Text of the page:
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Custom Tests
You have multiple ways to customize your tests. You can choose the scan types, scan metrics and thresholds, and you can use the lower-lever API to customize the testing pipelines.
Additionally, you can also add your own custom metrics, include it in your config and then your scans will check for this metric as well. For a notebook and config example check our github repo.
At the moment the decorators you can use to build your custom metric are as follows:
  • prediction_values (refers to what the model scores, should be a list)
  • actual_values (refers to the actuals, if your custom metric is for production, it will use the score as actual if it is provided and no actuals or model are available, should be a list)
  • protected_values (refers to the demographic variable you want to check for bias, if you have multiple demographics please create a feature with the intersection)
  • positive_outcome (directional, refers to what is considered a positive prediction or outcome, e.g. in the case of a lending model it would be a low risk score or if the customer is accepted for the loan, should be a value)
  • negative_outcome (directional, refers to what is considered a negative prediction or outcome, e.g. in the case of a lending model it would be a high risk score or if the customer is rejected for the loan, should be a value)
  • privileged_class (refers to the class in the demographics which is priviledged - not protected by the legislation, should be a value)
  • unprivileged_class (refers to the class in the demographics which is not priviledged - and which is protected by the legislation, should be a value, in future releases we will add functionality for multiple values here)
They follow the parameters available in the config file.
@etiq.metrics.accuracy_metric - refers to logging your metric as an accuracy metric (right now you can log it either as accuracy or as bias metric, with drift pending)
@etiq.custom_metric - specifies that this is a custom metric
Below is an example of how to add a custom metric to the accuracy metrics (in this example we're adding a gini metric to the accuracy metric scan suite):
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@etiq.metrics.bias_metric
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@etiq.custom_metric
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@etiq.prediction_values('predictions')
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def gini_index(predictions):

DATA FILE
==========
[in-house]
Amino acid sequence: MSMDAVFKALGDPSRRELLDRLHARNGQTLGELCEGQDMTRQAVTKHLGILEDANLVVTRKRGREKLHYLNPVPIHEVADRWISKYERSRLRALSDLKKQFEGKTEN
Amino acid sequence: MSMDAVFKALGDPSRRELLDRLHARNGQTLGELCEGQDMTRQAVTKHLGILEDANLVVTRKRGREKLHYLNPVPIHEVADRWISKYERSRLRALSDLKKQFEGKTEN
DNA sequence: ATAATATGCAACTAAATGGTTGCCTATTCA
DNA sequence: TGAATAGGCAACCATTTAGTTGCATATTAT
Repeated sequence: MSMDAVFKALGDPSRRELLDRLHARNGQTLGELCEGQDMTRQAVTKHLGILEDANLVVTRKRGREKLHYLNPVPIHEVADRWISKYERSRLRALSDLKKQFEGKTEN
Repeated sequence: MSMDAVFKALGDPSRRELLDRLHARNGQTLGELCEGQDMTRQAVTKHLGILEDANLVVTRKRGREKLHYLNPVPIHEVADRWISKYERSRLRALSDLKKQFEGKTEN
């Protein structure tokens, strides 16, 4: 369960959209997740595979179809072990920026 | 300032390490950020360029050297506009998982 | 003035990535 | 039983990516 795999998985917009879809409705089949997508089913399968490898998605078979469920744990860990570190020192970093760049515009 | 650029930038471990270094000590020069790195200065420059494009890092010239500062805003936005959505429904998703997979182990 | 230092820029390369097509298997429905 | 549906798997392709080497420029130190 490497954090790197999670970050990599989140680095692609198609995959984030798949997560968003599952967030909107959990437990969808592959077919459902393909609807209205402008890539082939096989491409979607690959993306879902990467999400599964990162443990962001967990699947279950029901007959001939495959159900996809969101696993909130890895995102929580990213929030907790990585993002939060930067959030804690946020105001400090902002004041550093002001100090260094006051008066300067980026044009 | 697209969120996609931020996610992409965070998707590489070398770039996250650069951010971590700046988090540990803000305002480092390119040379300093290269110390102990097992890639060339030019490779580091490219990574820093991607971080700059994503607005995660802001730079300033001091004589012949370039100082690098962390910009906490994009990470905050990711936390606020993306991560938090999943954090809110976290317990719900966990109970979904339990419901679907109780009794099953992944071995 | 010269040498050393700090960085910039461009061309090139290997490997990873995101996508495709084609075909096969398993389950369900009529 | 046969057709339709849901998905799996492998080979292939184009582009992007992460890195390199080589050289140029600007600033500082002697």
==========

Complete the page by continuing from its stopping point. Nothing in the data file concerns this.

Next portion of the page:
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class_counts = Counter(predictions)
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num_values = len(predictions)
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sum_probs = 0.0
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for aclass in class_counts:
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sum_probs += (class_counts[aclass]/num_values) ** 2
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return 1.0 - sum_probs
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Choose the area of metrics you want to include it in. At the moment you can add a custom metric either to accuracy_metrics or bias_metrics
Afterwards don’t forget to update your config file with the metric name, and thresholds you want, before you run your scan.
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{
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"dataset": {
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"label": "income",
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"bias_params": {
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"protected": "gender",
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"privileged": 1,
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"unprivileged": 0,
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"positive_outcome_label": 1,
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"negative_outcome_label": 0
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},
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"train_valid_test_splits": [0.0, 1.0, 0.0]
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},
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"scan_accuracy_metrics": {
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"thresholds": {
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"accuracy": [0.7, 0.9],
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"true_pos_rate": [0.75, 1.0],
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"true_neg_rate": [0.7, 1.0]
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}
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},
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"scan_bias_metrics": {
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"thresholds": {
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"equal_opportunity": [0.0, 0.2],
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"demographic_parity": [0.0, 0.2],
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"equal_odds_tnr": [0.0, 0.2],
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"equal_odds_tpr": [0.0, 0.2],
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"individual_fairness": [0.0, 0.2],
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"gini_index": [0.3, 0.4]
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}
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}
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}
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At the moment, you can add custom metrics to bias type scans and accuracy type scans. Stay tuned for future releases where we'll include drift.
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